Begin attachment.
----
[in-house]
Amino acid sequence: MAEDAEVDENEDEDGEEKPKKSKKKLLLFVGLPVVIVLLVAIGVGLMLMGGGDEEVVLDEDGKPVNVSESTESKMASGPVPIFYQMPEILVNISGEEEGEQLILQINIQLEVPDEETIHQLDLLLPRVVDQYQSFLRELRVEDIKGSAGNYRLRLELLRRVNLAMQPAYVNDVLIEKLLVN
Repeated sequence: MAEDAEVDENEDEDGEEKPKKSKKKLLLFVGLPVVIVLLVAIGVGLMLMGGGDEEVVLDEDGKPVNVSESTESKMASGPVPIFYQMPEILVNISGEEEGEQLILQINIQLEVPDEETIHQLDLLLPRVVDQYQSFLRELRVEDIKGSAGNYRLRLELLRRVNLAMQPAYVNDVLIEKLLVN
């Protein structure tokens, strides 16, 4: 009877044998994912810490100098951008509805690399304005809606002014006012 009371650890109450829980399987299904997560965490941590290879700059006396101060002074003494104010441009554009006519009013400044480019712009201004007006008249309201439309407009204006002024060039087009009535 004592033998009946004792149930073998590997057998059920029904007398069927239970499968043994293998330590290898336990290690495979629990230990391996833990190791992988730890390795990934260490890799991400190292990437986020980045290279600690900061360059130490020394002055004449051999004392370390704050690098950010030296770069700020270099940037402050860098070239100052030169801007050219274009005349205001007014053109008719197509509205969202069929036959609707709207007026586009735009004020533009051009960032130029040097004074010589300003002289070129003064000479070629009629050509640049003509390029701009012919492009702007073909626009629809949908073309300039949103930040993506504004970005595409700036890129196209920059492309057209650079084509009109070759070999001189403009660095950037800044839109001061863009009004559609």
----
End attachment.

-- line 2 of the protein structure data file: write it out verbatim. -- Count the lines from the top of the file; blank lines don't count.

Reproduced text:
Amino acid sequence: MAEDAEVDENEDEDGEEKPKKSKKKLLLFVGLPVVIVLLVAIGVGLMLMGGGDEEVVLDEDGKPVNVSESTESKMASGPVPIFYQMPEILVNISGEEEGEQLILQINIQLEVPDEETIHQLDLLLPRVVDQYQSFLRELRVEDIKGSAGNYRLRLELLRRVNLAMQPAYVNDVLIEKLLVN